0

The equation: $$ A |L_1| +B |L_2| =C $$, if $L_1,L_2$ are non-paralal lines, and $A,B,C >0$, represents a parallelogram with $L_1$ and $L_2$ as diagonals and their point of intersection is the center of the 'gram. If $L_1$ and $L_2$ are perpendicular it is square or rhombus. If $L_1,L_2$ are non-perpendicular it is rectangle or a parallelogram. Where ...


1

You have to distinguish several cases: Assuming $$x+y-1\geq 0$$ and $$2x+y+1\geq 0$$then we have$$2y+3x=1$$ or $$y=-\frac{3}{2}x+\frac{1}{2}$$ In the case of $$x+y-1<0$$ and $$2x+y+1\geq 0$$ you will get $$x=-1$$ Can you finish?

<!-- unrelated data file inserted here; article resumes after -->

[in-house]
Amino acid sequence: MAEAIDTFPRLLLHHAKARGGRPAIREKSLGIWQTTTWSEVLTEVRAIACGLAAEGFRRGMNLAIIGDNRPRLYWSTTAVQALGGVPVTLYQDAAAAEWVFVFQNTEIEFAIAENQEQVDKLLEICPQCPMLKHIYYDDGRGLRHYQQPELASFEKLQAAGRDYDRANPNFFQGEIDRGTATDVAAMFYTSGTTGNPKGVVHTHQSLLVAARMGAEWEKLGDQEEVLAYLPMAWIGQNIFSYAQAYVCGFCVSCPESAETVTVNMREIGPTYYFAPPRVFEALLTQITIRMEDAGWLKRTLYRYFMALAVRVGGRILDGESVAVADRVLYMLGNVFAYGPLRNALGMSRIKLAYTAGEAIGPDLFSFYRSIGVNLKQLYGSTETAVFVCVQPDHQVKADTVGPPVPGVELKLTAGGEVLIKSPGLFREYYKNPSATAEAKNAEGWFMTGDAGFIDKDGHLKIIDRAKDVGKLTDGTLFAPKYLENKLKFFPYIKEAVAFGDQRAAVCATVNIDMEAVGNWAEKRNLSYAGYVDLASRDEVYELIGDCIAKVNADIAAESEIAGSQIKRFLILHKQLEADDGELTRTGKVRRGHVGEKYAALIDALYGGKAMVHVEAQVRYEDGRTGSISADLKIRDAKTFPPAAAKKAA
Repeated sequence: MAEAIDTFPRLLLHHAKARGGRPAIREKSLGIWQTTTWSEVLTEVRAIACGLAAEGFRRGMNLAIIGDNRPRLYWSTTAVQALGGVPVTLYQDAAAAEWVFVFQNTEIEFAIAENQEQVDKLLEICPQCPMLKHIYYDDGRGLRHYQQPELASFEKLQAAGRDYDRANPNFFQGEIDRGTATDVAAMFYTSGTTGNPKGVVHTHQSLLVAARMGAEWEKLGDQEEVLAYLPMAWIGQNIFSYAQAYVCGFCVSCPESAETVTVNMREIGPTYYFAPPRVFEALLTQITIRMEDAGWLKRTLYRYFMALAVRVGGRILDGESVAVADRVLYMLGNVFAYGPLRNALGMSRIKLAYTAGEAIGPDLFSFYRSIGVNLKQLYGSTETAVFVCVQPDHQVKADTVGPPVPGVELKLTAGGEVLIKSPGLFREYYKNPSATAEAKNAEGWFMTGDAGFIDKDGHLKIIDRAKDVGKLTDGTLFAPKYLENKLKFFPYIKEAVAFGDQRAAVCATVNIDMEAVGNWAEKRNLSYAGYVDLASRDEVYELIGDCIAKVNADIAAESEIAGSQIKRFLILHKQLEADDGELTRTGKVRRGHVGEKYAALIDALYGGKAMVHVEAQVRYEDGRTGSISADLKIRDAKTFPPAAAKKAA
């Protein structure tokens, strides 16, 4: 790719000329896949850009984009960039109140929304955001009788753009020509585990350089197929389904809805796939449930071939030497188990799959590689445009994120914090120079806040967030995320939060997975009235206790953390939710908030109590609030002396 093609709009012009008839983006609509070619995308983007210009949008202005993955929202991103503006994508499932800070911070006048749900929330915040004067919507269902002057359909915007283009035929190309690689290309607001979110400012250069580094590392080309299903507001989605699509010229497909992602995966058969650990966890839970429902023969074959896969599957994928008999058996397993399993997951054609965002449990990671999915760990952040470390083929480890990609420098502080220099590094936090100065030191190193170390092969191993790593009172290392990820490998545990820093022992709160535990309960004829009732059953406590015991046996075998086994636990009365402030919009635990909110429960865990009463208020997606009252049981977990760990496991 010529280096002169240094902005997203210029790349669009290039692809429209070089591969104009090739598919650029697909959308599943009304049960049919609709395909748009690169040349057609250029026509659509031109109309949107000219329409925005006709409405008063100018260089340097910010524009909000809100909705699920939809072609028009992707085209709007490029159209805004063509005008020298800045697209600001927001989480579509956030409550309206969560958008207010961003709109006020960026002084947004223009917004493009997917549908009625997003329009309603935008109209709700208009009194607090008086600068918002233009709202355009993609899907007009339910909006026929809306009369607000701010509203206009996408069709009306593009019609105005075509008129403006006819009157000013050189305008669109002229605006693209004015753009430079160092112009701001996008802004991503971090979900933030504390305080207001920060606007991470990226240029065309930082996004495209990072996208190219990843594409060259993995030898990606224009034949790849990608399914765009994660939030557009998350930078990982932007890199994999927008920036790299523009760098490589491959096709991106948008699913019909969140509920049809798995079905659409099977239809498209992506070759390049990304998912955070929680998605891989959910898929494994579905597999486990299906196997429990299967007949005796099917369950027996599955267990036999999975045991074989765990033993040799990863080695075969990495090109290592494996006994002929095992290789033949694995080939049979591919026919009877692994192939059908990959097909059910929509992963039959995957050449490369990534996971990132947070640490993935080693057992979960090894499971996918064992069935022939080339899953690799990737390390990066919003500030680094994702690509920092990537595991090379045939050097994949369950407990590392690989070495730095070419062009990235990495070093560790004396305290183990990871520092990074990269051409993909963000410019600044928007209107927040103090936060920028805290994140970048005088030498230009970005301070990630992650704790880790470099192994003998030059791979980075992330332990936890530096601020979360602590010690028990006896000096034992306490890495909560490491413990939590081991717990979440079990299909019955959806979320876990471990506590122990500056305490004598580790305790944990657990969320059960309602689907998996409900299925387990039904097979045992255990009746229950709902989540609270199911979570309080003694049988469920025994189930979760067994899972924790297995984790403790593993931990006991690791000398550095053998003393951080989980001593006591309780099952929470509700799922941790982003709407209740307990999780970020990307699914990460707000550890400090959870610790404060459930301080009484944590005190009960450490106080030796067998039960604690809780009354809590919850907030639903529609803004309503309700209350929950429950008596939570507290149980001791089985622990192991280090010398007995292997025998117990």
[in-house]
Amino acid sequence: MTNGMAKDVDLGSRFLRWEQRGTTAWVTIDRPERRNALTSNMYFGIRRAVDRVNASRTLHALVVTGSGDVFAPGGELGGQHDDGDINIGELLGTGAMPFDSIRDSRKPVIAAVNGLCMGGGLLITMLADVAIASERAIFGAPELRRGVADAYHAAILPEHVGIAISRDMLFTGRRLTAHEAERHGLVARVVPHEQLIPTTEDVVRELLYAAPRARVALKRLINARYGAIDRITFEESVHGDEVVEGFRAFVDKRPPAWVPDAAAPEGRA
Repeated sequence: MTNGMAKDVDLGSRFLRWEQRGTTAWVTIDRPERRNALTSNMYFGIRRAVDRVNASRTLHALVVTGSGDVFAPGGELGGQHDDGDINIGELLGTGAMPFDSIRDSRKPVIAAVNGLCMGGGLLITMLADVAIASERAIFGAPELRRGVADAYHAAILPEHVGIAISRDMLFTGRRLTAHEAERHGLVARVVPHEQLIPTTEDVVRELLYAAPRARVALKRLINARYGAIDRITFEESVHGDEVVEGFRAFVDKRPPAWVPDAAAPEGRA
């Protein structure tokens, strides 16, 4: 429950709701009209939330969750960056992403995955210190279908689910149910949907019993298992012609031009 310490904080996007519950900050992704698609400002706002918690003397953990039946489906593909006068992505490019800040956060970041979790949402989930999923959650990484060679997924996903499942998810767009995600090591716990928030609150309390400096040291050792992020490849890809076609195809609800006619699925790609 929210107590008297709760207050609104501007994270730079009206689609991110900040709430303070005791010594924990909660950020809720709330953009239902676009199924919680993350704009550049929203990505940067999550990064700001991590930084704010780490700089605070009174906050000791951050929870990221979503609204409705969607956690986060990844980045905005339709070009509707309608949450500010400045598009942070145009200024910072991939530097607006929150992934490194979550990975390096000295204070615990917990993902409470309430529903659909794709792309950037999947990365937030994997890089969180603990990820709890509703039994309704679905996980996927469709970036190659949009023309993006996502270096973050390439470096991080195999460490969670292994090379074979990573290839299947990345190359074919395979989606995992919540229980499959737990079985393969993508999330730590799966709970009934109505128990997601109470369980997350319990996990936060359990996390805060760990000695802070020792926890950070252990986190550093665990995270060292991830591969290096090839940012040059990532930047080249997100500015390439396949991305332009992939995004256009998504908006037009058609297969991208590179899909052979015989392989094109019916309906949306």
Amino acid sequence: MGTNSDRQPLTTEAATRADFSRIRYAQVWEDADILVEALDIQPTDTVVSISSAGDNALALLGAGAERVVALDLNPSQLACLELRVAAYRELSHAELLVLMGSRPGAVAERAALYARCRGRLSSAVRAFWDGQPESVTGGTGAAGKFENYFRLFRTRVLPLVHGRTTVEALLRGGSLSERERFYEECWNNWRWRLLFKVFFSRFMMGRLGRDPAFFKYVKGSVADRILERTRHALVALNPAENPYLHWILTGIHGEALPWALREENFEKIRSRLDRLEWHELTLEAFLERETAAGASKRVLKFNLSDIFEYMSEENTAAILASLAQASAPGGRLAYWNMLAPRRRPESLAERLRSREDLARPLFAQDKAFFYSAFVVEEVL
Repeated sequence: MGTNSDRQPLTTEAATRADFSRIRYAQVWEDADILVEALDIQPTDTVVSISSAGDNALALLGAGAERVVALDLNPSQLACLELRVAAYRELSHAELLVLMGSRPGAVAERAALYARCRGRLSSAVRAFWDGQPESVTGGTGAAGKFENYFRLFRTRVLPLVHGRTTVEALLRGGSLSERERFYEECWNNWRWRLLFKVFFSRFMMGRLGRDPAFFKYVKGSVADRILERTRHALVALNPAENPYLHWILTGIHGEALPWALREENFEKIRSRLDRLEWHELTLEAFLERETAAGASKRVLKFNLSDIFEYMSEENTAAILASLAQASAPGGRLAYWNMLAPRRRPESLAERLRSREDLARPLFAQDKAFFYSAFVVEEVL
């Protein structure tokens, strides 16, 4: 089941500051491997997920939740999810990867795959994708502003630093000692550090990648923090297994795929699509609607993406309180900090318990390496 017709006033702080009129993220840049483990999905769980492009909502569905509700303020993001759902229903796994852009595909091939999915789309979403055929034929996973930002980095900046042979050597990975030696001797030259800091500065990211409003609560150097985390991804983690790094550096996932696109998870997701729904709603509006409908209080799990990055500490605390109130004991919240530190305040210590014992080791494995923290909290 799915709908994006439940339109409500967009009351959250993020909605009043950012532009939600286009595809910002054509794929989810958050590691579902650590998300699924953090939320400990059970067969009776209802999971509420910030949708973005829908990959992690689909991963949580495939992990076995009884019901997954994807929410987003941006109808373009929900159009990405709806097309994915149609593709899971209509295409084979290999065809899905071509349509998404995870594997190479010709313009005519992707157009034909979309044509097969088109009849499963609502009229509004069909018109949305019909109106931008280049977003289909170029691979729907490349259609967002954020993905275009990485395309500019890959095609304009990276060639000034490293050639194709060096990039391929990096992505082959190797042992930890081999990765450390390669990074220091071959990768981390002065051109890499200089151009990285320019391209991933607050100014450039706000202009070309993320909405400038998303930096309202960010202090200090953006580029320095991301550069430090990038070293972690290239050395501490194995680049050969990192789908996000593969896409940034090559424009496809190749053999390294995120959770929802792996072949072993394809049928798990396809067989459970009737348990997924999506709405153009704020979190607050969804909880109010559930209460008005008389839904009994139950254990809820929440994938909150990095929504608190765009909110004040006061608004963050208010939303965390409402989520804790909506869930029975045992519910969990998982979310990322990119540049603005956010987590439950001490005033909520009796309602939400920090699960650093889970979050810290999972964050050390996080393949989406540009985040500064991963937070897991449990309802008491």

1

Assuming you mean: Fix positive natural numbers $s,t$. Let $(x_0,y_0)$ be the unique pair such that $0<x<1$ and $$\begin{align} y_0 &= x_0^t \\ y_0&= (1-x_0)^s \text{.} \end{align}$$ Let $(x,y)$ be the unique pair such that $0<x<1$ and $$\begin{align} y&=\exp\left(\tfrac{s}{\ln x}\right)\\ y&=\exp\left(\tfrac{t}{\ln (1-x)}\right)\...


1

The axioms used for this derivation don't assume that $$1 + (1+1) + (1+1+1) + (1+1+1+1) + \dots = 1 + (1 + (1 + (1 + \dots$$ In fact the freedom to arbitrarily regroup terms is not assumed for series in general, let alone tricky things like this.


0

Benjamin's application of force must be equal and opposite to the combined force of Christine and Hayley. $C = (1200 \cos 30^\circ, 1200\sin 30^\circ) = (600\sqrt 3, 600)\\ H = (200\cos 210^\circ, 200\sin 210^\circ) = (-100\sqrt 3, -100)$ Hayley and Christine are pulling in opposite directions! Ben is pulling in the same direction as Hayley, and pulling ...


1